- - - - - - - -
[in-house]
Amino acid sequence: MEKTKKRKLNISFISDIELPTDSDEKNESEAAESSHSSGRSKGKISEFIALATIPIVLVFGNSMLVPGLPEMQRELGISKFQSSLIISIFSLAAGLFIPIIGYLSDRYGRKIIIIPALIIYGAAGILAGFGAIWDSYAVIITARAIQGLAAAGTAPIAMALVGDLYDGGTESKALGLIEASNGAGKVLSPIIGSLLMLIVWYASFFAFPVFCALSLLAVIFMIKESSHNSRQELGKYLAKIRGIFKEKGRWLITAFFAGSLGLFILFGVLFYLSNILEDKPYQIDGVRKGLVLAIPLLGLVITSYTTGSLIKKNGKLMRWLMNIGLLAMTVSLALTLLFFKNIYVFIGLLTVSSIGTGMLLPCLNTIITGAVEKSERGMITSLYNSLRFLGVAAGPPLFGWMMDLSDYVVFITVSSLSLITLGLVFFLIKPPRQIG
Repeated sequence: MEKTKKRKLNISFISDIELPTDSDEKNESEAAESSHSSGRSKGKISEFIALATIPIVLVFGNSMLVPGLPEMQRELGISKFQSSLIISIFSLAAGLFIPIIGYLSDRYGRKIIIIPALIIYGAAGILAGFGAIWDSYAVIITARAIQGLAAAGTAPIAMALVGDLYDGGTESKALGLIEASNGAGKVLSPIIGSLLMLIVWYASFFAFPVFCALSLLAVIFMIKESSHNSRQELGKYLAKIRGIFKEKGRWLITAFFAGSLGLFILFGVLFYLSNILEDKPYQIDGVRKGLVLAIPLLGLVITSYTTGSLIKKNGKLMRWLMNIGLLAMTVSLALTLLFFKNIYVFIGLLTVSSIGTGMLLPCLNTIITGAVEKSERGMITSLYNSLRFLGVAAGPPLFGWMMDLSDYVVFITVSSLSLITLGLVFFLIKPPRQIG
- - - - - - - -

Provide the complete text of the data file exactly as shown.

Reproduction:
[in-house]
Amino acid sequence: MEKTKKRKLNISFISDIELPTDSDEKNESEAAESSHSSGRSKGKISEFIALATIPIVLVFGNSMLVPGLPEMQRELGISKFQSSLIISIFSLAAGLFIPIIGYLSDRYGRKIIIIPALIIYGAAGILAGFGAIWDSYAVIITARAIQGLAAAGTAPIAMALVGDLYDGGTESKALGLIEASNGAGKVLSPIIGSLLMLIVWYASFFAFPVFCALSLLAVIFMIKESSHNSRQELGKYLAKIRGIFKEKGRWLITAFFAGSLGLFILFGVLFYLSNILEDKPYQIDGVRKGLVLAIPLLGLVITSYTTGSLIKKNGKLMRWLMNIGLLAMTVSLALTLLFFKNIYVFIGLLTVSSIGTGMLLPCLNTIITGAVEKSERGMITSLYNSLRFLGVAAGPPLFGWMMDLSDYVVFITVSSLSLITLGLVFFLIKPPRQIG
Repeated sequence: MEKTKKRKLNISFISDIELPTDSDEKNESEAAESSHSSGRSKGKISEFIALATIPIVLVFGNSMLVPGLPEMQRELGISKFQSSLIISIFSLAAGLFIPIIGYLSDRYGRKIIIIPALIIYGAAGILAGFGAIWDSYAVIITARAIQGLAAAGTAPIAMALVGDLYDGGTESKALGLIEASNGAGKVLSPIIGSLLMLIVWYASFFAFPVFCALSLLAVIFMIKESSHNSRQELGKYLAKIRGIFKEKGRWLITAFFAGSLGLFILFGVLFYLSNILEDKPYQIDGVRKGLVLAIPLLGLVITSYTTGSLIKKNGKLMRWLMNIGLLAMTVSLALTLLFFKNIYVFIGLLTVSSIGTGMLLPCLNTIITGAVEKSERGMITSLYNSLRFLGVAAGPPLFGWMMDLSDYVVFITVSSLSLITLGLVFFLIKPPRQIG